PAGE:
Wylding Hall, a book review for Halloween

The Rotunda, Stowe Landscape Gardens. Photo by Philip Halling. Creative Commons license, Wikipedia

Every year I cover an appropriate international mystery for Halloween. For example, last year I talked about ghosts of Hong Kong and Macau. Earlier this month I talked about the ghost ship the Baltimore, which was found with only a single survivor, a woman, who soon vanished from Nova Scotia and was never seen again. This year I want to review a novel, Wylding Hall, by Elizabeth Hand. The novel is a ghost story set in a remote English country house in the 1960s. The characters are primarily members of an English folk band, who came of age in the era of Fairport Convention in the late 1960s, when the folk rock movement was a pop culture force in Great Britain. Even though the pop culture of this period will be familiar to most Western readers, the specifically British context will be alien to most Americans and Canadians. The story begins after a terrible tragedy, which leads the band manager to isolate the band in an old country-house, not only to heal the group’s members but also to create a new album.

The work is inspired by the genre of pop music band histories that focus on juxtaposing the differing voices of band members. Hand, an American, has an amazing ear for dialogue. I think that dialogue is always tricky for a writer, as the smallest error in tone or wording can be jarring. At the same time, it is perhaps the best tool for characterization, and this is how Hand employs it. Dialogue propels the novel, so that the reader is soon swept into the jealousies, loves, and secrets of a British band. All ghost stories are dominated by the past. In Hand’s novel, however, the past at times seems distant and undefined. In truth the book is dominated by the 1960s in one summer in the life of a band. It differs from the stories of M.R. James and many other English authors of ghost stories because the past doesn’t seem to overwhelm the present. Even though the past intrudes, this novel is truly the story of the band itself. …

Northern Supernatural

Skogtroll/Forest Troll. Theodor Kittelsen [Public domain], 1906, via Wikimedia Commons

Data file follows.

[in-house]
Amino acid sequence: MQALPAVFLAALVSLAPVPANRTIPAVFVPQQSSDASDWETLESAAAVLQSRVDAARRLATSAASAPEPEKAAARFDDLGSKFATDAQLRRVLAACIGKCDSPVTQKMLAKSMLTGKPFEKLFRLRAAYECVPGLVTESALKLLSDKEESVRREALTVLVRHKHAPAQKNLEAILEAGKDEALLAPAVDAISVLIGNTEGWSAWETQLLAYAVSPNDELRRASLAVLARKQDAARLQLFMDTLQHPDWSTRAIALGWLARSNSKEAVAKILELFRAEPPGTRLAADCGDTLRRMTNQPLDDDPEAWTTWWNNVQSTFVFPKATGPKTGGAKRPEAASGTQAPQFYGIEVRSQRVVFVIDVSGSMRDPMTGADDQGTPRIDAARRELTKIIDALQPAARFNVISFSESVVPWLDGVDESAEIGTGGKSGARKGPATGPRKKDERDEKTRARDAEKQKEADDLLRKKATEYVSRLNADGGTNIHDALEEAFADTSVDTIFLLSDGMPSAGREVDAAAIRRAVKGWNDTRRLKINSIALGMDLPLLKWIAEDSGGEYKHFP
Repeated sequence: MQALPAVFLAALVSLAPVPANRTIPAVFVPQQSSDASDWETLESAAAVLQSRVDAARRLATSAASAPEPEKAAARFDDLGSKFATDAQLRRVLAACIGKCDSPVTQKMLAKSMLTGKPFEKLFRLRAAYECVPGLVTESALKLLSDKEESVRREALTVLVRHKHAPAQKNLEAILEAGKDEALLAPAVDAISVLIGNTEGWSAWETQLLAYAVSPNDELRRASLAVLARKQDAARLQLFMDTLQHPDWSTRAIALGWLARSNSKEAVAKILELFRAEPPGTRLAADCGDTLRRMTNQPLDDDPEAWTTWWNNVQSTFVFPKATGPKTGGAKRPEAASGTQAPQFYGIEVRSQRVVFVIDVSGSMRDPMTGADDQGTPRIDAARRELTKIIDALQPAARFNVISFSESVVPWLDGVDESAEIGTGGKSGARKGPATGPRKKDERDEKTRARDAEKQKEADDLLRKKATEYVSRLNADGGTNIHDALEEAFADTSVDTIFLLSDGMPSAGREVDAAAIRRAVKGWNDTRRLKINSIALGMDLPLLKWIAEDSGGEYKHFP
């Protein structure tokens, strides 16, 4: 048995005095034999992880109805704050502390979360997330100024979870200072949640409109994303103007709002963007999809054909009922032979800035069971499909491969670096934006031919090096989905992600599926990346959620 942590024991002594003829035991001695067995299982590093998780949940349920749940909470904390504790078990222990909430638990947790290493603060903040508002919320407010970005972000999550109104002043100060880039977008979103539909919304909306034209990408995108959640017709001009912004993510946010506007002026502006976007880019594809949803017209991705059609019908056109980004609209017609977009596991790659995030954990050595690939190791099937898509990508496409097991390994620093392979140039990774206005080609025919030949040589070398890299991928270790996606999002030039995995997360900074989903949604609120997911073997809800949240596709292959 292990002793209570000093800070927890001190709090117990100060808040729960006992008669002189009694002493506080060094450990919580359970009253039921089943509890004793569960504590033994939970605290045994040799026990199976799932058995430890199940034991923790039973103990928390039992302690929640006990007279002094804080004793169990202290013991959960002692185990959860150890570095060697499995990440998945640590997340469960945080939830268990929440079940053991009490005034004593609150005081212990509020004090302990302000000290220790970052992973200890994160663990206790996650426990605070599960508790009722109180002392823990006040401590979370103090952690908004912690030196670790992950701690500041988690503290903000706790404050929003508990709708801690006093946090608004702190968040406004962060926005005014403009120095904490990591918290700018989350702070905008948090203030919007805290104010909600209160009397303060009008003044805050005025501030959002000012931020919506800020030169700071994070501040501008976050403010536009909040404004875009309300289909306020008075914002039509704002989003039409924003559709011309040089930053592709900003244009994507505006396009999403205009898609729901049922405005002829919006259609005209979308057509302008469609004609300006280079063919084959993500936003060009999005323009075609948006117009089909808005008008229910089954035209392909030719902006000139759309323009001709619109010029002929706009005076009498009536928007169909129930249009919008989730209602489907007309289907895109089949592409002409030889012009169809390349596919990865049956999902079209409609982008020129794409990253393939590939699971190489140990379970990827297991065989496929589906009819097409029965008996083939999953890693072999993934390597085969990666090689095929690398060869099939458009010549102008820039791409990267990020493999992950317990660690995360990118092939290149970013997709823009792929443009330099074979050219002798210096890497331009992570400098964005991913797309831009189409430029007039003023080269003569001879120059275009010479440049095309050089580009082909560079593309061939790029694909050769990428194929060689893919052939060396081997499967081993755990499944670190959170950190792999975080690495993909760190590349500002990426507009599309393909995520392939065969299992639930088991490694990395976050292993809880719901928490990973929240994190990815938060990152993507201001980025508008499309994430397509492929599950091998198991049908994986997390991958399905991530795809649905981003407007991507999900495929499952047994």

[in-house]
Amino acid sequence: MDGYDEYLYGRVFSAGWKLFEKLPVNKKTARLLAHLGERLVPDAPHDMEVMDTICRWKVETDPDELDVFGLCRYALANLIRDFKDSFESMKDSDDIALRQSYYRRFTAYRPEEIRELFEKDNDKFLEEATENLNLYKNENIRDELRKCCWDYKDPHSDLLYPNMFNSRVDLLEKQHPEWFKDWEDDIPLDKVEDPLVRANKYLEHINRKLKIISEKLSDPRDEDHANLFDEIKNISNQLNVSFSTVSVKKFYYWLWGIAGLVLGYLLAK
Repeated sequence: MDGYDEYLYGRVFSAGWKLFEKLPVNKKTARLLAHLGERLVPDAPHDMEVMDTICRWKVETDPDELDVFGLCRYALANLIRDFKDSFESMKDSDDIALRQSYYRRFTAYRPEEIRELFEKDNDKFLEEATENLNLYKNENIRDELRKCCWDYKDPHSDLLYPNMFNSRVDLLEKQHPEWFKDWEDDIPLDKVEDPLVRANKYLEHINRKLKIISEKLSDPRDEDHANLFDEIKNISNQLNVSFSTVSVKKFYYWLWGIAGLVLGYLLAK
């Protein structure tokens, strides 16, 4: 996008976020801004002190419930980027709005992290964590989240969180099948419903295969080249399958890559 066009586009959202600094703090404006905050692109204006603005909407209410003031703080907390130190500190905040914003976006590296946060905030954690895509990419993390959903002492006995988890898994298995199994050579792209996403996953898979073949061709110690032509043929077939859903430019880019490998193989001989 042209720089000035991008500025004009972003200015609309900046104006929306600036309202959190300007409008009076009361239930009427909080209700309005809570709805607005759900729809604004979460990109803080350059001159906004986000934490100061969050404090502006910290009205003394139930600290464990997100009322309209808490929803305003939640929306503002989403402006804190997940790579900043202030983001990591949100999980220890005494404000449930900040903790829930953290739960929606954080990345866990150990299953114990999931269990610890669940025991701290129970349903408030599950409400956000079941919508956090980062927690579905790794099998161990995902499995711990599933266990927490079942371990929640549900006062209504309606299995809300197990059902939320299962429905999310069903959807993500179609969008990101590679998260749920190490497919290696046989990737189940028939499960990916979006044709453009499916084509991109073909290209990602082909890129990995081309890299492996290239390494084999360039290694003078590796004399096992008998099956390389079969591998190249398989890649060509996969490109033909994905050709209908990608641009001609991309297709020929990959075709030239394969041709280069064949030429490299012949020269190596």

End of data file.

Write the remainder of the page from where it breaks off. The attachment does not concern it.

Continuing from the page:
Every Halloween I do a post on global folklore or an international mystery, from a haunted building in Hong Kong, to the mystery of the ghost ship Baltimore. This year I’m doing some additional posts on this theme, because I want to share a wonderful BBC podcast, the Supernatural North. Eleanor Rosamund Barraclough travels to Norway to look at how the weird in the North has haunted the European imagination. Along the way, she explores everything from a Sami shamanic drum made by a Californian (with an image of a surfer) to the witch trials of 18th century Finmark. What is impressive about the story she tells is how stories from this area with a relatively low population have shaped modern fantasy literature from the trolls in the Lord of the Rings to the White Walkers in the Game of Thrones. But these stories live on not only in literature but also popular memory. One Norwegian community is haunted by the history of the tragic 17th century witch trials in Finmark. Eleanor Rosamund Barraclough described an unsettling visit to a public art work built to commemorate those who were burned at the stake. You have to admire the work of someone who has been knighted with a walrus penis bone, and who is on the trail of a Norse Arctic explorer.(1)

After listening to the podcast, you might wish to watch the 2010 movie Troll Hunter, which the podcast suggests built carefully upon actual traditions. It’s also very funny, and doesn’t have too much gore, despite some twists. There’s nothing worse (spoiler alert) than a rabid troll. …

The Rise of Populism and Europe

I have a colleague who teaches a course on the rise of populism in Europe, which is an increasingly important topic. What is interesting to me is how quickly populist and nationalist movements have emerged and flourished in the region. Anne Applebaum had an article in the Atlantic on this topic titled “Polarization in Poland: a Warning from Europe.” This beautifully written piece captured the rapidity of these movements’ growth, and their manifold contradictions. What I most liked about this article was her ability to personalize these trends, by talking about her own personal experiences, and how these political forces have torn apart families and friendships. I also liked her point that what is strange about the rise of these forces is that they cannot be explained by the traditional narrative that these movements reflect the hardships of economic recession. Poland has been experiencing a prolonged period of remarkable growth. And yet we see the rise of conspiracy theories and extremist views, which have traditionally perceived in the literature (including my own work) as signs of economic and social crisis. Applebaum’s piece is long-form journalism at its best, and would be an excellent choice for a course on modern Europe, or the rise of Populism.

Interested in Eastern Europe? You can read my blog post about folklore and World War Two in Poland here.

Shawn Smallman, 2019